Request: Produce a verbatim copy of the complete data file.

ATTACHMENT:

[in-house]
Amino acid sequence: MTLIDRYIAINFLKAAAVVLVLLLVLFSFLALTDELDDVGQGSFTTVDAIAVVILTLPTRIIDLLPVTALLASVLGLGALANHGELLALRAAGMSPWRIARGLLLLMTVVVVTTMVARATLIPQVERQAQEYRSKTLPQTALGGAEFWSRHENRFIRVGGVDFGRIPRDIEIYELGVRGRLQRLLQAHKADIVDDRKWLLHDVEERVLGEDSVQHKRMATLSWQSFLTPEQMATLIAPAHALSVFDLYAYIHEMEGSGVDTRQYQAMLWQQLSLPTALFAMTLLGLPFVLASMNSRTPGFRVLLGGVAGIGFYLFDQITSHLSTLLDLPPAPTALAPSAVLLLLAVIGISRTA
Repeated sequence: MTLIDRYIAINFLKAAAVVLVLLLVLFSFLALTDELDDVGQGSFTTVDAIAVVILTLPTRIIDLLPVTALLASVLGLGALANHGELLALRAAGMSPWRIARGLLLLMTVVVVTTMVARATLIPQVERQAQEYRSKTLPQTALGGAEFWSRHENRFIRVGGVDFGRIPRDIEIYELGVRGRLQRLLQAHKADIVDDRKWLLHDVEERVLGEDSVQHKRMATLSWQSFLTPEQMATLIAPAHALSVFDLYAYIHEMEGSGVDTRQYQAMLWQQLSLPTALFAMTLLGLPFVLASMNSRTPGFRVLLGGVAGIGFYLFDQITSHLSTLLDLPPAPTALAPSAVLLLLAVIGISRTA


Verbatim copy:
[in-house]
Amino acid sequence: MTLIDRYIAINFLKAAAVVLVLLLVLFSFLALTDELDDVGQGSFTTVDAIAVVILTLPTRIIDLLPVTALLASVLGLGALANHGELLALRAAGMSPWRIARGLLLLMTVVVVTTMVARATLIPQVERQAQEYRSKTLPQTALGGAEFWSRHENRFIRVGGVDFGRIPRDIEIYELGVRGRLQRLLQAHKADIVDDRKWLLHDVEERVLGEDSVQHKRMATLSWQSFLTPEQMATLIAPAHALSVFDLYAYIHEMEGSGVDTRQYQAMLWQQLSLPTALFAMTLLGLPFVLASMNSRTPGFRVLLGGVAGIGFYLFDQITSHLSTLLDLPPAPTALAPSAVLLLLAVIGISRTA
Repeated sequence: MTLIDRYIAINFLKAAAVVLVLLLVLFSFLALTDELDDVGQGSFTTVDAIAVVILTLPTRIIDLLPVTALLASVLGLGALANHGELLALRAAGMSPWRIARGLLLLMTVVVVTTMVARATLIPQVERQAQEYRSKTLPQTALGGAEFWSRHENRFIRVGGVDFGRIPRDIEIYELGVRGRLQRLLQAHKADIVDDRKWLLHDVEERVLGEDSVQHKRMATLSWQSFLTPEQMATLIAPAHALSVFDLYAYIHEMEGSGVDTRQYQAMLWQQLSLPTALFAMTLLGLPFVLASMNSRTPGFRVLLGGVAGIGFYLFDQITSHLSTLLDLPPAPTALAPSAVLLLLAVIGISRTA